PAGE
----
Barbara Brandon Cartoon Career Illustrated

While comics have appeared in print since the late 1800s, it wasn’t until 1989 that “Black women characters drawn by a Black woman’s hand have been given a voice on the comics page in the mainstream press,” says cartoonist Barbara Brandon-Croft. Thirty-four years ago, her comic strip, “Where I’m Coming From,” was first published in the Detroit Free Press. Two years later—after she published an incisive letter about the lack of diversity in comics—Brandon-Croft’s work was picked up by the Universal Press Syndicate, making her the first Black woman to have her work nationally syndicated in mainstream newspapers.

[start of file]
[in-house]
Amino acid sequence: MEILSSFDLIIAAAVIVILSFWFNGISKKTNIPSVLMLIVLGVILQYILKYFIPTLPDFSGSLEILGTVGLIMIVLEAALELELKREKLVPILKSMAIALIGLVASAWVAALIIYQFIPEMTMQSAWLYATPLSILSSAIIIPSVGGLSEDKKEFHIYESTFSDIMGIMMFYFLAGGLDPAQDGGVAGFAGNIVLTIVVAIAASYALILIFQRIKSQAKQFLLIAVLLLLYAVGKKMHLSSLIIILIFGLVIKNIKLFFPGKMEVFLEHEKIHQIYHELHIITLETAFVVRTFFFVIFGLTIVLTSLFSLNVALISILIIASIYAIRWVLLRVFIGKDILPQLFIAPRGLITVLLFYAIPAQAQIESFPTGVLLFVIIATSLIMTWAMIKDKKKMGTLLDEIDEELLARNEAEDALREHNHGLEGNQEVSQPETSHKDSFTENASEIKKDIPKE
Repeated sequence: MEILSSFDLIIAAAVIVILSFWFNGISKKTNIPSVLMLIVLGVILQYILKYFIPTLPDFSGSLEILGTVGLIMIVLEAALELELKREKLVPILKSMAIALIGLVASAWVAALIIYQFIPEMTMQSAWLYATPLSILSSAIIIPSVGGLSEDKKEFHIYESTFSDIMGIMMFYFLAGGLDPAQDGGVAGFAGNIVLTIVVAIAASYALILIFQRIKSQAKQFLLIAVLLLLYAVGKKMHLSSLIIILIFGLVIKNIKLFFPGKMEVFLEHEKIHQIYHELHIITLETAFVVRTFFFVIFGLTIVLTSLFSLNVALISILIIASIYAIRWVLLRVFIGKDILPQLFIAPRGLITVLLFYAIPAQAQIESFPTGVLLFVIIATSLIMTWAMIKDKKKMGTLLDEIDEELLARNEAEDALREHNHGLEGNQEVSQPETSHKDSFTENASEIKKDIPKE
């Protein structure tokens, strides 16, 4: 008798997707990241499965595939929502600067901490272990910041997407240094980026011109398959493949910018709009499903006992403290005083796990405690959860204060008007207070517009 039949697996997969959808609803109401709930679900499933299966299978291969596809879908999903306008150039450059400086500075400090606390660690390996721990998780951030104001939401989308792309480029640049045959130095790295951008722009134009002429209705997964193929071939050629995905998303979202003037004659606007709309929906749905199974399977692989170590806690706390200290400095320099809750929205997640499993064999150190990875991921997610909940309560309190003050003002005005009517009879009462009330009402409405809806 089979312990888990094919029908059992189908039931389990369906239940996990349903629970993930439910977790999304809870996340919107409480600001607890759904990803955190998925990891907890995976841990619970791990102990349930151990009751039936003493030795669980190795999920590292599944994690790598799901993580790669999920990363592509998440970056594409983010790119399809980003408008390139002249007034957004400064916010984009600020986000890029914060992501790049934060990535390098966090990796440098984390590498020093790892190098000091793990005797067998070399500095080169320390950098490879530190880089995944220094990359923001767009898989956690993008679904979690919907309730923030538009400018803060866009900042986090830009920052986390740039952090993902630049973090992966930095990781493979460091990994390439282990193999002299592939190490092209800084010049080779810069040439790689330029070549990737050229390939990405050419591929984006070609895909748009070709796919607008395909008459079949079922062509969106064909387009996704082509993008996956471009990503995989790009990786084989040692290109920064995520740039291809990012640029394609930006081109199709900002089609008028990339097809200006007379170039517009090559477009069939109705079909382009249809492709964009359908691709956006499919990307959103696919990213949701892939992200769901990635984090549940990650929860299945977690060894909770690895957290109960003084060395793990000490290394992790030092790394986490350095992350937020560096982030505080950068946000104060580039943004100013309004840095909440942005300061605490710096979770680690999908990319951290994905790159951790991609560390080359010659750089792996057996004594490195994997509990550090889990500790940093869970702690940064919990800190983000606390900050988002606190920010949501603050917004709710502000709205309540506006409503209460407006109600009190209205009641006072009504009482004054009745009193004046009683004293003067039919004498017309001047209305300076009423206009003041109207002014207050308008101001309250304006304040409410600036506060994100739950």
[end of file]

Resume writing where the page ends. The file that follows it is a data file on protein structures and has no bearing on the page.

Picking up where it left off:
© Barbara Brandon-Croft

In this month’s Drawn to MoMA, the renowned cartoonist looks back on how her journey in comics started with her father, Brumsic Brandon Jr., who “by far left the biggest impression.”

Barbara Brandon-Croft illustrated her journey from daughter to drawer for MoMA Magazine.

From the June 11, 1989 Detroit Free Press: